Animals should suffer minimal discomfort until the area becomes numb. However, kids should be monitored during the period prior to sloughing of the scrotum. This method has a higher risk of tetanus than many other castration methods. Some producers may wish to give tetanus antitoxin at the time of castration. If the banded scrotum does not fall off in an appropriate period of time, it may need to be removed manually.

Animals should suffer minimal discomfort until the area becomes numb. However, kids should be monitored during the period prior to sloughing of the scrotum. This method has a higher risk of tetanus than many other castration methods. Some producers may wish to give tetanus antitoxin at the time of castration. If the banded scrotum does not fall off in an appropriate period of time, it may need to be removed manually.

Burdizzo®

Another quick, bloodless method of castration is to use a Burdizzo® clamp, or emasculatome, to crush and rupture the spermatic cords. This method can be used on older animals, however, it is best to castrate goats when young.

It is important to remember that the spermatic cords must be crushed one side at a time. After restraining the animal, grab the scrotum and manipulate one of the testicles deep in the scrotal sac and find the spermatic cord. Place the clamp over the spermatic cord one-third of the way down the scrotum. Clamp down and hold for 15 to 20 seconds. Release the clamp, reposition it over the spermatic cord one-half inch lower and repeat the procedure. Perform the same steps on the other side to crush the other spermatic cord. Always check the position of the spermatic cord before and after each clamping to ensure no mistakes are made. With this method, the scrotal sac will not slough off, but the will remain on the animal. The testicles will atrophy and disappear.

This method is the best to use during fly season because it leaves no big open wound. Goats must be between four weeks to four months of age with eight to 12 weeks being ideal. Because of the difficulty in telling if the spermatic cords have been crushed, this method may be perceived as less reliable than other methods.

Knife

A third method of castration is the use of a knife. As with the other methods, knife castration is best done on young kids. This will result in less blood loss and stress on the animal. The animal should be restrained and the scrotal area washed if necessary. The producer’s hands should be washed and knife sanitized with alcohol. The scrotum is grasped with the testicles pushed to the upper portion and the lower third of the scrotum is cut off. Removing the lower third of the scrotum allows for wound drainage and helps prevent infection. Each testicle is slowly pulled down and away from the body until the cord breaks. If the animal is more than 4 or 5 weeks old, the cord should be scraped through with the knife rather than broken. This will result in less bleeding. The scrotum is sprayed with an antibacterial spray that also repels or kills flies. The kids will be lethargic for several days and then gradually recover. The kids should not be confined to a muddy or filthy area while they are healing from the castration.

Body Condition Score

An easy tool that producers can utilize to assess the overall condition of their goats is that of body condition scoring (BCS). BCS is a simple, fast method of assessing the thinness or fatness of your goats and getting an indication of available fat reserves that can be used by the animal. Goats should be normally be maintained with a moderate amount of body condition. When overall body condition starts to decrease in the herd and goats become too thin (under-conditioned), management intervention is needed. This could be supplemental feeding, deworming, pasture rotation, etc. Conversely, when overall body condition starts to increase in the herd and animals carry too much fat (over-conditioned) the producer should reduce supplemental feeding or could provide a lesser quality diet.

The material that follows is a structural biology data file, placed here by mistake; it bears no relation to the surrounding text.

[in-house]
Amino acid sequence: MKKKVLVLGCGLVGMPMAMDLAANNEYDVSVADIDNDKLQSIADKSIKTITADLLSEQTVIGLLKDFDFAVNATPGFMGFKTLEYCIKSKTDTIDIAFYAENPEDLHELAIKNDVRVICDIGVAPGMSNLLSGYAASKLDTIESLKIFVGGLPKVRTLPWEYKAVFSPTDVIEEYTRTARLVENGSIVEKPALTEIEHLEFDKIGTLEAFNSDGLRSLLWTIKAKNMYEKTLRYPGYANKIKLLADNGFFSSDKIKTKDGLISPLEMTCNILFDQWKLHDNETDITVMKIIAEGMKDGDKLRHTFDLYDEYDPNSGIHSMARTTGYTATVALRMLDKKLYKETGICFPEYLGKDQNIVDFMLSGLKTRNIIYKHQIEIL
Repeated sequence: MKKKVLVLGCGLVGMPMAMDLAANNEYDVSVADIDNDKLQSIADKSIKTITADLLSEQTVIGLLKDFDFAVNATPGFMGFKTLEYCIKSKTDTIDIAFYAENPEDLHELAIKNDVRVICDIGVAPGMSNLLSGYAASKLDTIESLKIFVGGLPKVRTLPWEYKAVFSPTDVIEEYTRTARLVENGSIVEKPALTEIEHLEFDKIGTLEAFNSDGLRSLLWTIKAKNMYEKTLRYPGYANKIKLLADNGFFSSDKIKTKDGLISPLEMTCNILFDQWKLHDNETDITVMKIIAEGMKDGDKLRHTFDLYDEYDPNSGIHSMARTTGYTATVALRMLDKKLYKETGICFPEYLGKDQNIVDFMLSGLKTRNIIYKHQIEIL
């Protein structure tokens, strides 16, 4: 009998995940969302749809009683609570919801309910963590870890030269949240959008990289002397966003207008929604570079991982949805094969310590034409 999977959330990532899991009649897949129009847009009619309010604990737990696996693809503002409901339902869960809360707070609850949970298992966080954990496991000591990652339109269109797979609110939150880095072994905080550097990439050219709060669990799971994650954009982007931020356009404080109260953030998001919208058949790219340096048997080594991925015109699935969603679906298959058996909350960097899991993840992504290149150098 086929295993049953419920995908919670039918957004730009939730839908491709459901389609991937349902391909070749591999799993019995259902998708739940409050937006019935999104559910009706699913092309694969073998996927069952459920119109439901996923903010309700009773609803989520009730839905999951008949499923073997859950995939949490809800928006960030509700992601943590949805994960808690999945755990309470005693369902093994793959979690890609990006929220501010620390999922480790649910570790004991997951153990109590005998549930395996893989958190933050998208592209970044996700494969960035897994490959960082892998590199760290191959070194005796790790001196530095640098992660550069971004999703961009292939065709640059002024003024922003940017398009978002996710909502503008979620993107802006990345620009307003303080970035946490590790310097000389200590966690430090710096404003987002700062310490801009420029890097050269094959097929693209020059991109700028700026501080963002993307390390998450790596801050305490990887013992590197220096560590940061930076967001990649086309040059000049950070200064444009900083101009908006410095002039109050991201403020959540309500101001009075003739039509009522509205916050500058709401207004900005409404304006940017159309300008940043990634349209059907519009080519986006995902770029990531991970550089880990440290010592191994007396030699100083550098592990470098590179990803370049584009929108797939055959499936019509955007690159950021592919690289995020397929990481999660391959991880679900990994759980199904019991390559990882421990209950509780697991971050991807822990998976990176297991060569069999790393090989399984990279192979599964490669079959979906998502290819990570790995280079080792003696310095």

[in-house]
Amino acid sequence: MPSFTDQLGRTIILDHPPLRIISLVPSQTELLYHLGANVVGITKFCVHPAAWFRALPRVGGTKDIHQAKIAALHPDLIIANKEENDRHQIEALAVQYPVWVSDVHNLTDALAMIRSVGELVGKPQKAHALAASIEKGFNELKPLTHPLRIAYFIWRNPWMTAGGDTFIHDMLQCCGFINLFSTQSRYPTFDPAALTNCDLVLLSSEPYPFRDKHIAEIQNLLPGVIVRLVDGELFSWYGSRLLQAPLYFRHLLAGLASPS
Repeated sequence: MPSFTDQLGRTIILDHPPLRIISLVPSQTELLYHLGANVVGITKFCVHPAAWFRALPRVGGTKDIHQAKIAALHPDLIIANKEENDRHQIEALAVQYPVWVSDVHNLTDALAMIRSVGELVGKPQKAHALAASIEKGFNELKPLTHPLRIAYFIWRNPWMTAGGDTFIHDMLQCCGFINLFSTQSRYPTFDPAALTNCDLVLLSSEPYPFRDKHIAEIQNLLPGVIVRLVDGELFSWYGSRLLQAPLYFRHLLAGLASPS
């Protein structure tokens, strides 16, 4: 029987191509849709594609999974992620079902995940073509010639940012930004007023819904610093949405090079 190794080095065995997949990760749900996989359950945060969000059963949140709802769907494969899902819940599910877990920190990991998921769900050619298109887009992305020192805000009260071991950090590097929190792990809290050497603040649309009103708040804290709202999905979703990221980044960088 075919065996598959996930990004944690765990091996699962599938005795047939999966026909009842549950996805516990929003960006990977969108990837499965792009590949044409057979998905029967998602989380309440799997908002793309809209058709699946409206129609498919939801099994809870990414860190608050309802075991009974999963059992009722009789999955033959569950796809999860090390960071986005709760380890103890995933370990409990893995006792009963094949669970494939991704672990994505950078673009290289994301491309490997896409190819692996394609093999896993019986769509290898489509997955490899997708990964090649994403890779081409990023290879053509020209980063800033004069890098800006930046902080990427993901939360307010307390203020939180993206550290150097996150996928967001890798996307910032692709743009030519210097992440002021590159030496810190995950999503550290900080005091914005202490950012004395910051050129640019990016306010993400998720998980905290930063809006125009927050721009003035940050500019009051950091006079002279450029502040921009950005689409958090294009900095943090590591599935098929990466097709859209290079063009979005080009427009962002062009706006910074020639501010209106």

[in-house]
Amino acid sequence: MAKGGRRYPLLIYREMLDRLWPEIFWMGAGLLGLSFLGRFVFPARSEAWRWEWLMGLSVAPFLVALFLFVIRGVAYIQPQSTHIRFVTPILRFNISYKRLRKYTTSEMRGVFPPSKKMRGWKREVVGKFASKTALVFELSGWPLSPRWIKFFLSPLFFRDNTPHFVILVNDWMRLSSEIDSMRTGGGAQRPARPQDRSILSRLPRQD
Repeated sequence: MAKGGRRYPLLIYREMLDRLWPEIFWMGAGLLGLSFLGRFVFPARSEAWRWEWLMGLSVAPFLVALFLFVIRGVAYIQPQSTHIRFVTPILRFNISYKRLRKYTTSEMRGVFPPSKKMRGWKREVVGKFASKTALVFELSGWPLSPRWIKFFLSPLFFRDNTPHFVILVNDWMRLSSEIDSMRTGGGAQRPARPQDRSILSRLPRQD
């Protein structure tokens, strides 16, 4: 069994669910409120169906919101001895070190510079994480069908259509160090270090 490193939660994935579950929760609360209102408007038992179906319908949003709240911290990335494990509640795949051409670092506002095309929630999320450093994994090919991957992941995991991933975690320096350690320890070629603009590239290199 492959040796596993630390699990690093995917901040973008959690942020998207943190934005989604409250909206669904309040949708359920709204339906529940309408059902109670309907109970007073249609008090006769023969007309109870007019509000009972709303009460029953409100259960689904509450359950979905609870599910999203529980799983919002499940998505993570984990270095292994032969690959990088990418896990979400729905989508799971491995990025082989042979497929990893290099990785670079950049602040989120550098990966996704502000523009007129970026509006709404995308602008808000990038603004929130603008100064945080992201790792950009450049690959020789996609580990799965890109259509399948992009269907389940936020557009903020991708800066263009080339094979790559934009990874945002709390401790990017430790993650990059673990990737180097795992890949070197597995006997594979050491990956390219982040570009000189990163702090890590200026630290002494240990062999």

Assessing body condition and making feeding and management adjustments can prevent the occurrence of some diseases or production problems. As an example, does that are too thin will have kids with low birth weights; whereas overly conditioned (fat) does can suffer pregnancy toxemia and kidding problems. Producers need to develop skills in assessing body condition of their goats so that a desired moderate body condition can be maintained. With practice, evaluating the BCS of an animal will only take about 10 to 15 seconds. Adding BCS as a regular part of a management program will help producers to more effectively monitor feeding and herd health programs for a healthy and productive herd.

How to Body Condition Score

Scoring is performed in goats using a BCS ranging from 1.0 to 5.0, with 0.5 increments. A BCS of 1.0 is an extremely thin goat with no fat reserves and a BCS of 5.0 is a very over-conditioned (obese) goat. In most cases, healthy goats should have a BCS of 2.5 to 4.0. Scores of 1.0, 1.5, or 2.0 indicate a management or health problem. Scores of 4.5 or 5 are rarely observed in goats under normal management conditions; however, these scores can sometimes be observed in show goats.

Does should have a body condition of at least 2.5 but no more than 4.0 at the beginning of the breeding season. Prior to entering the winter a minimum score of 3.0 is desirable. Also, if body condition score is 4.5 or greater, pregnancy toxemia prior to kidding is likely as may also occur in animals with a score of 2.0 or less.

Three areas are evaluated in assigning a BCS: the lumbar region, or area containing the loin muscle; the sternum; and the rib cage. Scoring in the lumbar area is based on determining the amount of muscle and fat cover over the vertebrae. Lumbar vertebrae have a vertical protrusion (spinous process) and a horizontal protrusion (transverse process). Both processes are used in determining BCS. Run your fingertips over the spinous process to feel for the vertebrae. Try to grasp the spinous process between your thumb and forefinger. Use your whole hand to feel the loin muscle and fat cover. Try to slip your fingers underneath the tranverse process.